RECORDING / MIXING CONSOLES
Recording studios contain microphones, tape machines and a CONSOLE (a large desk consisting of channel strips to process each individual microphone or playback instrument).
All consoles can be used for Recording from microphones or Mixing from pre-recorded tracks. All consoles can combine many tracks into stereo and also route many tracks into different combinations. Consoles allow you to send any microphone to any track you want to just by assigning the channel output.
All of the channels in most consoles include the following components:
- A mic pre or line level knob
- A fader or rotary knob that is used to increase or decrease overall volume
- A mute switch (to turn the channel off)
- A solo switch (to temporarily turn off all other channels)
- A pan knob that is used to assign sound any place within the stereo field (left <> right)
- An equalizer (“EQ”) to change the tone and timbre of sound (bass, midrange, treble, etc)
- Send knobs to feed the sound into various effects such as reverb
- A Phase reversal button to reverse the phase of the sound wave itself
- An insert point to add external equipment to the chain that the sound will go through
- Bus assignments (that assign sound to different tracks in a multitrack tape recorder)
- Some console channels also contain compressors and gates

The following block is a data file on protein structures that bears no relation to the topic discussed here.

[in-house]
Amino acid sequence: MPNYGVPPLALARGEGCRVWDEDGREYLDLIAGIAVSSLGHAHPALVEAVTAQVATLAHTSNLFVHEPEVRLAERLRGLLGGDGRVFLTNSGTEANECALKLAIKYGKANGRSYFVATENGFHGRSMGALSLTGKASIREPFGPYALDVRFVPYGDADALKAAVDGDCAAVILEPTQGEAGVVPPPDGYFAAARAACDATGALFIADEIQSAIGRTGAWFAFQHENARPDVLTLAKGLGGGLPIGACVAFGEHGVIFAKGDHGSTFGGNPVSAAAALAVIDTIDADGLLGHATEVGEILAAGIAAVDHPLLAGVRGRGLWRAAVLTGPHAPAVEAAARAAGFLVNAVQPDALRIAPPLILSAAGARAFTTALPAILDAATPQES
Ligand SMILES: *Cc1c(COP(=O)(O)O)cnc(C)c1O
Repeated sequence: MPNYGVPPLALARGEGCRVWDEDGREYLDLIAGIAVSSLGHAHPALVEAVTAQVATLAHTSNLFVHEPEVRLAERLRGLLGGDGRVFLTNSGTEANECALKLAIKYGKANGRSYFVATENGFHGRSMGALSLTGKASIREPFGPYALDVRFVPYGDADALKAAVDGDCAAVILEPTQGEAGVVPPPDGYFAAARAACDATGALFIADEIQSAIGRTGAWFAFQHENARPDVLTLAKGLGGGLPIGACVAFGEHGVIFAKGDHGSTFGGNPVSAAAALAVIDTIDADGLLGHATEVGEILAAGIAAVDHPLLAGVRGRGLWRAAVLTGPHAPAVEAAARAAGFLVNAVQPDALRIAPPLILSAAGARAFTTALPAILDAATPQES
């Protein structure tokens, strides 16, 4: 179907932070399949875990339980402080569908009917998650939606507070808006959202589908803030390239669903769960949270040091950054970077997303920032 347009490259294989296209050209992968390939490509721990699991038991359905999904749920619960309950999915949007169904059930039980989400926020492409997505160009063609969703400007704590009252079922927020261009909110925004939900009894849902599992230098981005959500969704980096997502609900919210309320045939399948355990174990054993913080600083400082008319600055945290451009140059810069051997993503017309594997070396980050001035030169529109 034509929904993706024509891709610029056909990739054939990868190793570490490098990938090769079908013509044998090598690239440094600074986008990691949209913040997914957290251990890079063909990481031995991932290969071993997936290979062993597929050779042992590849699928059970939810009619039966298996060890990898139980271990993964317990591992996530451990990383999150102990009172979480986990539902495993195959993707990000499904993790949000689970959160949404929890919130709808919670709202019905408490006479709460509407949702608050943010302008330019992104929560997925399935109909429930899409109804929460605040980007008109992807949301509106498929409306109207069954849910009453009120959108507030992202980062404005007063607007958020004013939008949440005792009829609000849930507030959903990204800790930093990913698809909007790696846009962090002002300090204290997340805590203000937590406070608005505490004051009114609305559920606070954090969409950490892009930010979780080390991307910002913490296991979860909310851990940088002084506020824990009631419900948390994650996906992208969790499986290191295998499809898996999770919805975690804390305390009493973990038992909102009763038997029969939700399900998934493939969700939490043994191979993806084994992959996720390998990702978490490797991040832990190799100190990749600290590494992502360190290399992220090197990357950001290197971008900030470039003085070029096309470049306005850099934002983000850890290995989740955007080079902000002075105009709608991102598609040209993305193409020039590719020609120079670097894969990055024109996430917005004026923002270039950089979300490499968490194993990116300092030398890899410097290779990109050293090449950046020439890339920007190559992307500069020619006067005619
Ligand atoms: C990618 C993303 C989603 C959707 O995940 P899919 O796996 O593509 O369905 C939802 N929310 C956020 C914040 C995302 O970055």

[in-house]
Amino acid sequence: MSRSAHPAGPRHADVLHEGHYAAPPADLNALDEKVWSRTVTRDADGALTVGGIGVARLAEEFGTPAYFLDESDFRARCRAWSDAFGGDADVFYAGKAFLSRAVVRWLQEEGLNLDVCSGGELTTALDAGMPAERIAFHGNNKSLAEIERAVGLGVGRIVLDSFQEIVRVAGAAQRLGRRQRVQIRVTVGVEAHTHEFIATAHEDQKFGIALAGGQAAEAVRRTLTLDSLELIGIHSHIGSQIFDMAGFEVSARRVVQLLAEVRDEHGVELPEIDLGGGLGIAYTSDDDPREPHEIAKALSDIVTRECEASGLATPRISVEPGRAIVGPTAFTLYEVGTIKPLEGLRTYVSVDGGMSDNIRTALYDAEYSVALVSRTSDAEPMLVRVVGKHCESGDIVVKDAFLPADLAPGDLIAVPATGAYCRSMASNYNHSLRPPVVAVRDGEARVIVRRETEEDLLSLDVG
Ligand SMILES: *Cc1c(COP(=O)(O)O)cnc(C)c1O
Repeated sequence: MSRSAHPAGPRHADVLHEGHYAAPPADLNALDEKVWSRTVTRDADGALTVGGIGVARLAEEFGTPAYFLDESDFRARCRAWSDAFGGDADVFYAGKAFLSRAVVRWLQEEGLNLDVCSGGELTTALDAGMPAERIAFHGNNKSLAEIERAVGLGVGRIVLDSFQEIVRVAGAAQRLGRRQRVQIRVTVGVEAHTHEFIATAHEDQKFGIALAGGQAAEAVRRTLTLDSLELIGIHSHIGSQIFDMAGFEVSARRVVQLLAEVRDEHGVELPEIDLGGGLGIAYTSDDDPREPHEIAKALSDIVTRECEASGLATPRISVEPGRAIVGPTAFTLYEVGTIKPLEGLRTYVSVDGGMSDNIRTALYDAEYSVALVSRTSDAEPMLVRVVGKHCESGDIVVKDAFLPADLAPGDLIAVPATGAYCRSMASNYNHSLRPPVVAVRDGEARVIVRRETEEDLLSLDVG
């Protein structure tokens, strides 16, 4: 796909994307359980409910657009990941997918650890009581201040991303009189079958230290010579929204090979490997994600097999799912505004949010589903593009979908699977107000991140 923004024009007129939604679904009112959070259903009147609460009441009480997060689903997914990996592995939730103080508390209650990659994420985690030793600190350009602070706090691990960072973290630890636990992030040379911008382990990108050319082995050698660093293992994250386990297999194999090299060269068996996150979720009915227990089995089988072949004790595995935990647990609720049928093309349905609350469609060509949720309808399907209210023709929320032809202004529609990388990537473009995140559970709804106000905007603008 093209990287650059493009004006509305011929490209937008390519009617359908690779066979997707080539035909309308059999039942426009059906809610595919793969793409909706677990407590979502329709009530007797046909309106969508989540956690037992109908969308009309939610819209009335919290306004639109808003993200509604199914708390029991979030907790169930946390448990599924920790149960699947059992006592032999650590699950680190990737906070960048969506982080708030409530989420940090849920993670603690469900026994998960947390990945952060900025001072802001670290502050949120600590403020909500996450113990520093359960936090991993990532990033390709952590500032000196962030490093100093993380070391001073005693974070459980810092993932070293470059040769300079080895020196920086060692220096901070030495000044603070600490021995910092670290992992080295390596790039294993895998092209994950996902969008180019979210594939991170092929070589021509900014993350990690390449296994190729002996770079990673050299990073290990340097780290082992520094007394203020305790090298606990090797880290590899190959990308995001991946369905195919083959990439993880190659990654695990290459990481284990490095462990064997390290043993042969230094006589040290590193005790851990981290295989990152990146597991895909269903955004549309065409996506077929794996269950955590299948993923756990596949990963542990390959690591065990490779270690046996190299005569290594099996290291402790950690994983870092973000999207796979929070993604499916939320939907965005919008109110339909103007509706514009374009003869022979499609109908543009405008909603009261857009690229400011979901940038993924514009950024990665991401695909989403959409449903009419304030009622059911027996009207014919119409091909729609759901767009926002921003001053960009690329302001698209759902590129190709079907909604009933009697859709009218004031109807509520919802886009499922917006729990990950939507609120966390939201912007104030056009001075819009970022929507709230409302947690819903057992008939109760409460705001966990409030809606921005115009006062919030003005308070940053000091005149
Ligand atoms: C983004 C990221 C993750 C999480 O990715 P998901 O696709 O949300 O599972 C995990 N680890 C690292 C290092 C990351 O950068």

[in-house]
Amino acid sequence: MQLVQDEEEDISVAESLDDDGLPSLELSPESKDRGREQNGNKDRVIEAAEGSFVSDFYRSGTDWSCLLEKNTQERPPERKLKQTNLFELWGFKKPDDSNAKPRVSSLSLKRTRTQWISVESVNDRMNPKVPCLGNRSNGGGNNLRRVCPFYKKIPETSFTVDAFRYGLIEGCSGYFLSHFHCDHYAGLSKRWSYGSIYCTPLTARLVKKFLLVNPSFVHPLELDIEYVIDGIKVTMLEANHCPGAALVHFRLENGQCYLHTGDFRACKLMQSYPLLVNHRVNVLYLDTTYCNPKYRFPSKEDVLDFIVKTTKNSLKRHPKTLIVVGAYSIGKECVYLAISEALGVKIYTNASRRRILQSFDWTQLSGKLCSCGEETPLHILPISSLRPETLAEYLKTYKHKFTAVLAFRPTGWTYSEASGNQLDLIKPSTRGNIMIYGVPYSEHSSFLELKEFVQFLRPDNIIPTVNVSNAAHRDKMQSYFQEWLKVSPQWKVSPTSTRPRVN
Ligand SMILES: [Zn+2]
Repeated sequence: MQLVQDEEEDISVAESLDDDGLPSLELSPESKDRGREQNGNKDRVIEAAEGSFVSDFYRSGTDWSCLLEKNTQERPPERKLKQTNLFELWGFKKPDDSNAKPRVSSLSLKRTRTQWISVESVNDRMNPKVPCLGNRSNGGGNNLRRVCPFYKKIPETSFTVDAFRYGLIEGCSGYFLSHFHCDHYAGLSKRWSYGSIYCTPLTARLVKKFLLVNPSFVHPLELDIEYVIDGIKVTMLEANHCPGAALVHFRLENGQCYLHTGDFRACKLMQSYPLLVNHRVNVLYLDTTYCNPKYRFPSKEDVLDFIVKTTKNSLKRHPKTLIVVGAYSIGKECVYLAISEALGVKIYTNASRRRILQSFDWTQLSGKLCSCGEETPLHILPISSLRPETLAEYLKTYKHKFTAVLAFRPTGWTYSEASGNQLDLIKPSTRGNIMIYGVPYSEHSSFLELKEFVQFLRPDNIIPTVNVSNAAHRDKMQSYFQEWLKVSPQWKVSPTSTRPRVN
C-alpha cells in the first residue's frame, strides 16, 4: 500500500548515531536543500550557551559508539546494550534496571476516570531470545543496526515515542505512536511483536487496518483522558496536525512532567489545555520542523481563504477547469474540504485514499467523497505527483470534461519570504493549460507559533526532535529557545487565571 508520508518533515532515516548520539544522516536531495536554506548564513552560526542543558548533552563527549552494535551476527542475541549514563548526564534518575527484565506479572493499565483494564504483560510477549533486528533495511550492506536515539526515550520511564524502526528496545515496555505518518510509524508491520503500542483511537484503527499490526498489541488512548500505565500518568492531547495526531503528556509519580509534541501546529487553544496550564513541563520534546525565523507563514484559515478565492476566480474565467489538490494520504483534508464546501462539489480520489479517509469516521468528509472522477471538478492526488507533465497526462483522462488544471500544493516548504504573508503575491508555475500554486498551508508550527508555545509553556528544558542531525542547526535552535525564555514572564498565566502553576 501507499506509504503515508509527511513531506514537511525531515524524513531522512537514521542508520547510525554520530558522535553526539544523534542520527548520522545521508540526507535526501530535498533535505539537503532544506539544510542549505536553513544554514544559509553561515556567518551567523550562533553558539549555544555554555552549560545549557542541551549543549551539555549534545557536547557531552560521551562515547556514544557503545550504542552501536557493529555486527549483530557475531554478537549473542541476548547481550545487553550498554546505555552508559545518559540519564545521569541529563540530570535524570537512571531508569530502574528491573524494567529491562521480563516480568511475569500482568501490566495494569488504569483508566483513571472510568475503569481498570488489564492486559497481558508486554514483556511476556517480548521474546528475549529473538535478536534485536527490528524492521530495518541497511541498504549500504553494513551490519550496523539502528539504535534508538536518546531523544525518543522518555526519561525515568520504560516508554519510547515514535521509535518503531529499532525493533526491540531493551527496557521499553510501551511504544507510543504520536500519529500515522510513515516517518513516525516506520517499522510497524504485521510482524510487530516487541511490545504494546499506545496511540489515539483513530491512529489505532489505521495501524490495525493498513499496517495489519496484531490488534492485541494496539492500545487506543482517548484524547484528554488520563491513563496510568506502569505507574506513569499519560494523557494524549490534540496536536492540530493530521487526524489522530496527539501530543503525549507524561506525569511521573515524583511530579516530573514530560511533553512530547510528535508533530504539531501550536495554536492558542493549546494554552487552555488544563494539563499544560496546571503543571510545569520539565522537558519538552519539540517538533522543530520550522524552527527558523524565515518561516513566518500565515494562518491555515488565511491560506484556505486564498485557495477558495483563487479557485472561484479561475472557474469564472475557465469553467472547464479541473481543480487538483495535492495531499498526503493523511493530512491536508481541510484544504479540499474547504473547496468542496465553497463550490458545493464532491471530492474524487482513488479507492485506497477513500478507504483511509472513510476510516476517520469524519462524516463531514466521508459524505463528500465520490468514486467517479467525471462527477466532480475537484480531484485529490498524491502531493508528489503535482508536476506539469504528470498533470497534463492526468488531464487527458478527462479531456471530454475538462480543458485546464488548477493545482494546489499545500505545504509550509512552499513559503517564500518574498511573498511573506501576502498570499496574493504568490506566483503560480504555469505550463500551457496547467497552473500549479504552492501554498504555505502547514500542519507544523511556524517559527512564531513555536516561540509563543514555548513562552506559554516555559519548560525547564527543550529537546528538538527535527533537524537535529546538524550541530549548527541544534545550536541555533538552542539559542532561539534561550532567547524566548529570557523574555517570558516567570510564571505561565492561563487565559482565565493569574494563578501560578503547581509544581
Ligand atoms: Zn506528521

Consoles can have any number of channels, but are often fitted in increments of 8. Digital music can be mixed entirely within a computer program using a mouse, but many engineers prefer to use a dedicated console that is nothing more than a big mouse, with each control changing a computer setting rather than affecting the actual sound.
All consoles contain a center “Master” section, where the total combined sound can be processed as a whole. The Master section includes a “Master Fader” which is used to fade the song in or out.
Each channel can contain a SEND. A Send is a knob on each channel that allows you to send a little bit of any channel into a single destination. That destination can contain any type of effect. The most popular send use is to add reverb (so you can send all of the instruments into the same “room” sound). Live music shows often require the use of Sends to create a separate mix for musicians to hear onstage that differs from what the audience hears.
Sound gets INTO consoles from either microphones or line level sources such as tape recorders. Each sound is routed directly into its own channel. Once in the channel the sound is processed (often only gain, eq, panning, and overall volume). The channel output is combined with all the other channel outputs by sending them all into a single audio stereo bus that goes OUT to a stereo recorder (or hard drive). This is the actual output of the console and is the actual mix.